Pubdate: Wed, 29 May 2002
Source: Calgary Sun, The (CN AB)
Copyright: 2002 The Calgary Sun
Author: Licia Corbella, Calgary Sun


Henry George Adams is an unlikely "criminal."

He is 86 years old, has never been in jail, has always paid his taxes on 
time and has lived his "life for the Lord."

Indeed, the thick, leather-bound Bible sitting on his daughter's kitchen 
table in southeast Calgary is so worn, anyone looking at it would assume 
he'd had it his entire life.

"Oh no," he says with a chuckle. "This Bible is not even two years old. 
It's just that there's no better way we can spend our time than reading 
God's word."

Just four months ago, however, Adams was so sick and so frail he could 
barely read his precious Bible. Fact is, he could barely eat or sleep, so 
relentless was his pain from the prostate cancer that has now spread into 
his bones -- including his spine.

Luckily for him, his daughter Eunice Cluff, 50, had seen the remarkable 
effect marijuana products had made in the life of her husband Grant Cluff, 
a former high school teacher who has multiple sclerosis. She decided to 
pull her father out of the nursing home he was in, take him off of almost 
20 medications and start feeding him with muffins and food containing 
cannabis butter and hashish.

"It really is remarkable how much better I feel," says the former farm 
publication salesman.

While confined to a wheelchair just a few months ago and "just a bag of 
bones," Adams has gained 25 lb. and, the other day, walked the entire 
length of Marlborough Mall.

It may not sound like much, but for Adams -- who also lost both his legs at 
the age of 18 in a railway accident and suffers from Parkinson's disease --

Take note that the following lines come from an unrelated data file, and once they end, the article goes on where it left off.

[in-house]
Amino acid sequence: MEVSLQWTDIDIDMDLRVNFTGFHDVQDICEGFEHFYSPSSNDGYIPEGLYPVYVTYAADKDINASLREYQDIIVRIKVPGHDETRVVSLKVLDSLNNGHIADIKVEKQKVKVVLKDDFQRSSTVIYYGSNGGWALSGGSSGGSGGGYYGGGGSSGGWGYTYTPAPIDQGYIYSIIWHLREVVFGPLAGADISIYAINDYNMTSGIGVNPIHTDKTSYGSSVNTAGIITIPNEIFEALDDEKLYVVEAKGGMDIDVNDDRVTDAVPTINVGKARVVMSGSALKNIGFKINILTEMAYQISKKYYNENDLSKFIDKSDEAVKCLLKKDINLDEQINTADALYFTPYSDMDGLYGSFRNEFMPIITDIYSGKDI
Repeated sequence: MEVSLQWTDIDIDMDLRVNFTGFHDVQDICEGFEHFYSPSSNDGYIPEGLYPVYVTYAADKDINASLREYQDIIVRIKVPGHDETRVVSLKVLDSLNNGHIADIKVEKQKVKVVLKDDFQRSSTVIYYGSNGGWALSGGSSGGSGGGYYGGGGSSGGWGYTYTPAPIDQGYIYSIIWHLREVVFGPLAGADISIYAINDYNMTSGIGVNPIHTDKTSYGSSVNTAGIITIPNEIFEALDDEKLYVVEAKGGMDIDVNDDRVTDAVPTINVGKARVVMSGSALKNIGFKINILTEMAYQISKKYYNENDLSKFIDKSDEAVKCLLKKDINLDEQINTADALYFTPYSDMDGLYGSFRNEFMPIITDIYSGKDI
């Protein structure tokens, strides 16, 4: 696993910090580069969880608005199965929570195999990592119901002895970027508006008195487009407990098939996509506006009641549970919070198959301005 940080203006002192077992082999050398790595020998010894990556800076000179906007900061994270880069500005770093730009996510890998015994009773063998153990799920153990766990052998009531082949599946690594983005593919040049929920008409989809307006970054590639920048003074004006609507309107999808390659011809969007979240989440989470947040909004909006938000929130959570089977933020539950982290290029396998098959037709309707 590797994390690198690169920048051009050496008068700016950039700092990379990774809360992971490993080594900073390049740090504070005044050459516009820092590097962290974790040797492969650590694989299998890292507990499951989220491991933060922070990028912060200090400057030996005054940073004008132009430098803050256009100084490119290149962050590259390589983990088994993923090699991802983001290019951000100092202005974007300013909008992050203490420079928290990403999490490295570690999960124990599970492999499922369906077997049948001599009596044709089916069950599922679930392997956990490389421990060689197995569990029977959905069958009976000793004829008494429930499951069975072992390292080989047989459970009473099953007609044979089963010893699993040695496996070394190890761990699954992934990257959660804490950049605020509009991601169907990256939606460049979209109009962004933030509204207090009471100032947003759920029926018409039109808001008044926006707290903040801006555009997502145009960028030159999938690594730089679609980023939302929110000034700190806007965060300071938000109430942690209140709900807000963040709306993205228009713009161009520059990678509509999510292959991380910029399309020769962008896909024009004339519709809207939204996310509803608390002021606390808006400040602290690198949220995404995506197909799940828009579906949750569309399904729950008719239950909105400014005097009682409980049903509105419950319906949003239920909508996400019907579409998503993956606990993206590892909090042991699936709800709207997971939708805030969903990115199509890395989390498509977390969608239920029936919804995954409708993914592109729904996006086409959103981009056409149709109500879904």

it is miraculous.

"I was also having terrible spasms in both of my stumps, but those have 
gone too," he exclaims.

"I really believe God gave us marijuana as a remarkable medicine."

Eunice laughs at the irony of it all. Just one year ago, she wasn't just a 
skeptic about the benefits of marijuana, she was vehemently opposed to the 

"I thought only low-lifes did marijuana," she says, as two of her 
grandchildren -- Zoe, 3, and Noah, 4 -- play and laugh in the living room.

Now, she's not only a believer, she's become a marijuana minstrel, turning 
a small bedroom in her apartment into the unofficial Compassion Club of 
Calgary -- where sick people can come to find out information about 
marijuana and other "herbs."

Sitting in that room is Grant Krieger, Calgary's foremost cannabis crusader 
- -- who, once again, despite being granted an exemption from the country's 
archaic marijuana laws, must appear in court today to answer to charges of 
possession of marijuana.

His recognizance order -- which is so rife with factual errors, you have to 
wonder if the person who wrote it knows how to spell and read a calendar -- 
states Krieger will be in breach of the conditions of his $300 bail if he 
possesses "marihuana"(sic.).

"I need my medicine to walk and they say it's against the law even though a 
jury of 12 at the Court of Queen's Bench says I can legally possess and 
grow marijuana," says Krieger.

"When will it end?" asks Krieger, who like Cluff was once confined to a 
wheelchair from MS but now scoots around the city in borrowed cars 
delivering pot -- at no profit and often at a loss -- to other ill people.

Currently, one of his "legitimate" suppliers, Randy Newsham, is 
incarcerated in the Calgary Remand Centre, charged with cultivation and 
possession for the purposes of trafficking of marijuana.

On noon Saturday, the Grant W. Krieger Cannabis Research Foundation is 
holding a protest outside the jail to protest Newsham's arrest.

"He was under a contractual agreement with me to grow marijuana," says Krieger.

As for Adams, yesterday he had a hearty wrestle on the floor with his 
great-grandson Noah.

"I used to think doing marijuana for any reason was not just criminal but a 
sin," says Adams with his trademark glowing smile. "Now, while it may be a 
criminal act, I just KNOW in my heart it's not a sin."

Amen, brother.
- ---
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